Having recently toured the impressive ruins of Rome’s early port, Ostia, on the coast of Italy, I marveled at the use of mosaics to advertise different vendors and stalls, even the occupations of home owners. The ancient port is on the Tyrrhenian Sea, which is part of the Mediterranean. Its location near the mouth of the Tiber River made it a busy seaport in ancient times as ships from many Mediterranean nations unloaded goods there and took on much cargo for transport elsewhere. The fact that Rome was 20 miles up the Tiber from Ostia protected Rome from raiders for centuries.
Dating back to hundreds of years B.C., the ancient port has been well preserved and is, in fact, still being studied by archaeologists. As one wanders through the well-laid-out and well-described streets, something that one can do in several hours of leisurely walking, one will see a large theater, a forum, two-story houses of merchants and ordinary citizens, a 20-hole public latrine, and dozens of black-and-white mosaics. One can easily imagine how ancient Romans lived there over 2,000 years ago.
Because of the silting up of the Tiber and an outward expansion of the coastline, the town has long been abandoned and now lies about two miles from the sea. But one can still see in the Baths of Neptune, a mosaic of Neptune riding in a chariot pulled by mythological seahorses. Other mosaics of interest to readers of this publication, i.e. those who want to know more about nautical themes and different kinds of fish, include sea nymphs and tritons, which were mermen. Town merchants would also display on the pavement outside their shops mosaics of their products, ships, marine supplies, goods imported and for sale, all a form of ancient advertising. And, while many mosaics have been taken off to the safe, environmentally controlled museums of Italy, enough remain to delight the visitor. Also, because Ostia is a half-hour train ride from the center of Rome, far fewer tourists make the trip, leaving the site relatively peaceful.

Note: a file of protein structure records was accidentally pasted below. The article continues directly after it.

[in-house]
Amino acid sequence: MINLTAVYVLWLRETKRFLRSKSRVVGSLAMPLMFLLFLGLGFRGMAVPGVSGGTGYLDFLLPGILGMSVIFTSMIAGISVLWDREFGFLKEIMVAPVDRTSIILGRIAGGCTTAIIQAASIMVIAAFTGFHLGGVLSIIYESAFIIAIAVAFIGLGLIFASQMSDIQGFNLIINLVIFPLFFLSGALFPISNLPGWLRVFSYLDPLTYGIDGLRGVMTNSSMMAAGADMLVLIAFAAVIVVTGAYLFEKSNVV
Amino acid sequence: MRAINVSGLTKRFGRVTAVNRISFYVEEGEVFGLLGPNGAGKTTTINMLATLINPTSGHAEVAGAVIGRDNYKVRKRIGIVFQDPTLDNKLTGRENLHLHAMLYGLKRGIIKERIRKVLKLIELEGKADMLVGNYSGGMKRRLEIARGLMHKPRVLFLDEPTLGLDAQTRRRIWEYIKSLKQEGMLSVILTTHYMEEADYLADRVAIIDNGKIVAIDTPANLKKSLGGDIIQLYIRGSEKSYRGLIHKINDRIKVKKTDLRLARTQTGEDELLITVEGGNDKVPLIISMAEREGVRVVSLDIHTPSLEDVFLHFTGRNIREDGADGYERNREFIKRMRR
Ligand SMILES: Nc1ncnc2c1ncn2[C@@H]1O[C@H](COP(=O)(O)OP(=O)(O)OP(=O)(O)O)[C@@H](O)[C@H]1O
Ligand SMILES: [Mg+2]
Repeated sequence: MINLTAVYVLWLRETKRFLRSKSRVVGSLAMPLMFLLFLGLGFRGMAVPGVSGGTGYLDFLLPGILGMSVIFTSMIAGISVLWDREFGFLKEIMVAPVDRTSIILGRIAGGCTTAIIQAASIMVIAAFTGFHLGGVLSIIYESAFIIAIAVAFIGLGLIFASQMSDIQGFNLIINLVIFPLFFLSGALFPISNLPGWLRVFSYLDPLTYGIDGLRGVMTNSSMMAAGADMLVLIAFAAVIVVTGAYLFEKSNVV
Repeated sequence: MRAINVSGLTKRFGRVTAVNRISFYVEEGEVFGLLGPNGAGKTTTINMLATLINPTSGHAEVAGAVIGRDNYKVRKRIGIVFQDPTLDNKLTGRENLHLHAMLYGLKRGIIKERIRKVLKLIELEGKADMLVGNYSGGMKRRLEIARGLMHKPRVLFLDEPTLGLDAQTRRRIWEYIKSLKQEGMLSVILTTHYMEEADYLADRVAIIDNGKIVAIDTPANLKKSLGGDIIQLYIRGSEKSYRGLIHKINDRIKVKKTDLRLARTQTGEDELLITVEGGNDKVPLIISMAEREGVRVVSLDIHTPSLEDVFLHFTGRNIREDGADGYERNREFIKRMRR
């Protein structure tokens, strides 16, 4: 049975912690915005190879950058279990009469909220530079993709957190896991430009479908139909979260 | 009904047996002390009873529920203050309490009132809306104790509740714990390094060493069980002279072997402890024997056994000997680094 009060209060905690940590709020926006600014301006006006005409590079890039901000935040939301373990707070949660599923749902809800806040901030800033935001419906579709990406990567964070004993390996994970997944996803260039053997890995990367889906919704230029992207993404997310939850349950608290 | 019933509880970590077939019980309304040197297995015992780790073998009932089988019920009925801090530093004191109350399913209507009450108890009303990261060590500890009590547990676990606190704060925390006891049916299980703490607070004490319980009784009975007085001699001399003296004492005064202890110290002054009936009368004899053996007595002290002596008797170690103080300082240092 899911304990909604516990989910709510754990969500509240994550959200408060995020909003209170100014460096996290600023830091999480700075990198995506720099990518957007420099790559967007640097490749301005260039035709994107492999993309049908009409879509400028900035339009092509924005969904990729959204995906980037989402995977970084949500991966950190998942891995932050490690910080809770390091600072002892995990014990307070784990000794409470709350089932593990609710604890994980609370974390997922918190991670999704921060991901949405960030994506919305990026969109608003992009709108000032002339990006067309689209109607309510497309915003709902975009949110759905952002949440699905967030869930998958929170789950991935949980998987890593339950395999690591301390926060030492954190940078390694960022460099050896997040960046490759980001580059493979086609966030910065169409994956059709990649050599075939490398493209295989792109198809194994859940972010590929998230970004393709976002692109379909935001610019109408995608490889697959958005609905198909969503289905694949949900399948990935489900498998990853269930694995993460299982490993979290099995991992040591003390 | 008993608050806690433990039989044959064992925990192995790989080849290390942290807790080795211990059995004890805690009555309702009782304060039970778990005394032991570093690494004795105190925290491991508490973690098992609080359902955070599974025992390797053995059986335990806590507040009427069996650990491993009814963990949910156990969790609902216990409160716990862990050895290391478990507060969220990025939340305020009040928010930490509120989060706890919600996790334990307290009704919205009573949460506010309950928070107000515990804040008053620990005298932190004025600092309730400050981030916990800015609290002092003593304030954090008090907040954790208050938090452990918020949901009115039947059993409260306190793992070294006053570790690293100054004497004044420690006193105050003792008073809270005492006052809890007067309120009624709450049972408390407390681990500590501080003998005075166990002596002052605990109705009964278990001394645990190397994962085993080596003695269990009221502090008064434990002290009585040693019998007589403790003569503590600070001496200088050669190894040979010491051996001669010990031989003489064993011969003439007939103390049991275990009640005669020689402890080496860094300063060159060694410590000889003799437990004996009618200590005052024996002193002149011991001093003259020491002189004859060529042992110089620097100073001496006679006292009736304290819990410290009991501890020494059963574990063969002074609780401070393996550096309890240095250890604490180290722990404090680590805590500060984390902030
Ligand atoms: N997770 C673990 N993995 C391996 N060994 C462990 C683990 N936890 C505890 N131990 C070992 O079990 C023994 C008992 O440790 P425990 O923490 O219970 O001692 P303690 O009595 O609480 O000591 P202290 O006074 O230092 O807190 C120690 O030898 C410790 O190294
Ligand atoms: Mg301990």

Mosaics A Window into the Past
One can easily guess what life was like in Ostia a long time ago and see how important the life of the sea, especially fish, was to the merchants who lived and worked there. The pictures of sea creatures, ships, and fishing activities are so remarkably well preserved that they look as if they were made in the recent past. Most surprising of all, perhaps, are the pictures of elephants, boars and tigers, indicating that the owner of that office was one who imported wild beasts for use in the Roman Colosseum.
One can almost hear the din of sailors, rope-makers, storehouse managers, and vendors filling the air with a cacophony of sounds in different languages. If you ever get the chance to get out of Rome and visit Ostia, you will marvel at the mosaics and well-preserved ruins.
Kevin McCarthy, the award-winning author of “The Galata Bridge in Istanbul: An Illustrated History” (2016 – available at amazon.com for $7), can be reached at firstname.lastname@example.org